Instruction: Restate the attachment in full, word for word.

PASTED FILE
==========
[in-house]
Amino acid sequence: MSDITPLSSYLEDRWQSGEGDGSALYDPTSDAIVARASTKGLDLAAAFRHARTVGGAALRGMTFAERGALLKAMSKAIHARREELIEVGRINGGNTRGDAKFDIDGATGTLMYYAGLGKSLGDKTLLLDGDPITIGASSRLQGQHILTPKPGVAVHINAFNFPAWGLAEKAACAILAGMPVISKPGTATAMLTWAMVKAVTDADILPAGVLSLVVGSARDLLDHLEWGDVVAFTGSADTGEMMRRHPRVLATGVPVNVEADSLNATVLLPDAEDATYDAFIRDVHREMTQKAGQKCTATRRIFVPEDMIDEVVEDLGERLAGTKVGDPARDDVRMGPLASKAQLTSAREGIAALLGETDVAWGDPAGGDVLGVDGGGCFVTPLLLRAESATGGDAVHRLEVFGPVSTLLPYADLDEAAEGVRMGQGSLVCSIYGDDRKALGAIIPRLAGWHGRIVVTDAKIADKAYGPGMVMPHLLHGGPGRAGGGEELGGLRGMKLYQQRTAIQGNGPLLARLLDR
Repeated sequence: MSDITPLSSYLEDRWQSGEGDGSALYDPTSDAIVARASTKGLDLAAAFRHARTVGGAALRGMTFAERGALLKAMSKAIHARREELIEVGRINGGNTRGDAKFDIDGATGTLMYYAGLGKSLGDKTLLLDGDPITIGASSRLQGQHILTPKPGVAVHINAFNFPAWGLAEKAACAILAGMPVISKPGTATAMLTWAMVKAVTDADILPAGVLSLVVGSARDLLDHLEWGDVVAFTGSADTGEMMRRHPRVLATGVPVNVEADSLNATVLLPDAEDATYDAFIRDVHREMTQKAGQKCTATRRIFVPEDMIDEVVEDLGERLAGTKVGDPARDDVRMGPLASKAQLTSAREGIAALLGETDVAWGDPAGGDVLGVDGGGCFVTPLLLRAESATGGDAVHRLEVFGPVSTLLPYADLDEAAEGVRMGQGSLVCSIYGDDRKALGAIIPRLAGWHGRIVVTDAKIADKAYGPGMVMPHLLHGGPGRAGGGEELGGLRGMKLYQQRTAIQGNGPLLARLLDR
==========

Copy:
[in-house]
Amino acid sequence: MSDITPLSSYLEDRWQSGEGDGSALYDPTSDAIVARASTKGLDLAAAFRHARTVGGAALRGMTFAERGALLKAMSKAIHARREELIEVGRINGGNTRGDAKFDIDGATGTLMYYAGLGKSLGDKTLLLDGDPITIGASSRLQGQHILTPKPGVAVHINAFNFPAWGLAEKAACAILAGMPVISKPGTATAMLTWAMVKAVTDADILPAGVLSLVVGSARDLLDHLEWGDVVAFTGSADTGEMMRRHPRVLATGVPVNVEADSLNATVLLPDAEDATYDAFIRDVHREMTQKAGQKCTATRRIFVPEDMIDEVVEDLGERLAGTKVGDPARDDVRMGPLASKAQLTSAREGIAALLGETDVAWGDPAGGDVLGVDGGGCFVTPLLLRAESATGGDAVHRLEVFGPVSTLLPYADLDEAAEGVRMGQGSLVCSIYGDDRKALGAIIPRLAGWHGRIVVTDAKIADKAYGPGMVMPHLLHGGPGRAGGGEELGGLRGMKLYQQRTAIQGNGPLLARLLDR
Repeated sequence: MSDITPLSSYLEDRWQSGEGDGSALYDPTSDAIVARASTKGLDLAAAFRHARTVGGAALRGMTFAERGALLKAMSKAIHARREELIEVGRINGGNTRGDAKFDIDGATGTLMYYAGLGKSLGDKTLLLDGDPITIGASSRLQGQHILTPKPGVAVHINAFNFPAWGLAEKAACAILAGMPVISKPGTATAMLTWAMVKAVTDADILPAGVLSLVVGSARDLLDHLEWGDVVAFTGSADTGEMMRRHPRVLATGVPVNVEADSLNATVLLPDAEDATYDAFIRDVHREMTQKAGQKCTATRRIFVPEDMIDEVVEDLGERLAGTKVGDPARDDVRMGPLASKAQLTSAREGIAALLGETDVAWGDPAGGDVLGVDGGGCFVTPLLLRAESATGGDAVHRLEVFGPVSTLLPYADLDEAAEGVRMGQGSLVCSIYGDDRKALGAIIPRLAGWHGRIVVTDAKIADKAYGPGMVMPHLLHGGPGRAGGGEELGGLRGMKLYQQRTAIQGNGPLLARLLDR